Diversity & Democracy: Civic Learning for Shared Futures
Diversity Innovations Faculty Involvement
Diversity Digest Volume 10, Number 2

Diversity Digest
Volume 10,
Number 2

Download our print issue (PDF)
Institutional Leadership and Commitment
Diversity and Learning: “A Defining Moment”
Institutional Diversity in a New Nation: Lessons Lived, Lessons Learned
The Pedagogy of Sentipensante: Recasting Institutional Core Agreements
Transforming Our Institutions for the Twenty-first Century: The Role of the Chief Diversity Officer
Creating Institutional Transformation Using the Equity Scorecard
Curricular Transformation
Service Learning, Multicultural Education, and the Core Curriculum:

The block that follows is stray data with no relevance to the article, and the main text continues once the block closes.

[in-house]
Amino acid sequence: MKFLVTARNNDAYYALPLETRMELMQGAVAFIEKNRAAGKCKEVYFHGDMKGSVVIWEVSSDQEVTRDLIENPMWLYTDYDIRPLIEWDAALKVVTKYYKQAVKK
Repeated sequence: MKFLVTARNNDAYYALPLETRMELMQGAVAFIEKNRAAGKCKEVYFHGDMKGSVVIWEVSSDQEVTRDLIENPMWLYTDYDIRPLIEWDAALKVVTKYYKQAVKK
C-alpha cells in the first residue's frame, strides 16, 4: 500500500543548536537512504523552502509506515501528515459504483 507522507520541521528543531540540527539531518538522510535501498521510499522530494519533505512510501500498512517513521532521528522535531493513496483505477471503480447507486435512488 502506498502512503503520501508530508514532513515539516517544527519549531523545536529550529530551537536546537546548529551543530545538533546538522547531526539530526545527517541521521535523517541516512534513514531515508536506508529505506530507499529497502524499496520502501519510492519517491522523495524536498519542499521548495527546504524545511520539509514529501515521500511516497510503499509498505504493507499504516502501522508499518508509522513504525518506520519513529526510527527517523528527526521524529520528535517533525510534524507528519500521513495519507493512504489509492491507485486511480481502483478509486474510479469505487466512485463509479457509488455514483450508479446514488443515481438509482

A Model for Institutional Change
Drop It Like It’s Hot! Hip-Hop in the Twenty-First-Century Classroom
A Sustainable Campus-Wide Program for Diversity Curriculum Infusion
Campus-Community Involvement
El Camino Real: Where Culture and Academia Meet
Faculty Involvement
Advancing Diversity through a Framework of Intersectionality: Inclusion of LGBT Issues in Higher Education
Transitioning on Campus: Creating a Welcoming Climate for Transgender People
Complicating Diversity Categories: Jewish Identity in the Classroom
Student Experience
Dealing with Student Resistance: Sources and Strategies
Beyond Tourism: Race, Space, and National Identity in London
Graduate and Professional Degree Attainment for Students of Color
Affordability of Postsecondary Education for Students of Color
Diversity and Learning Resources

Advancing Diversity through a Framework of Intersectionality: Inclusion of LGBT Issues in Higher Education

By M. Paz Galupo, director of the Multicultural Institute and professor of psychology at Towson University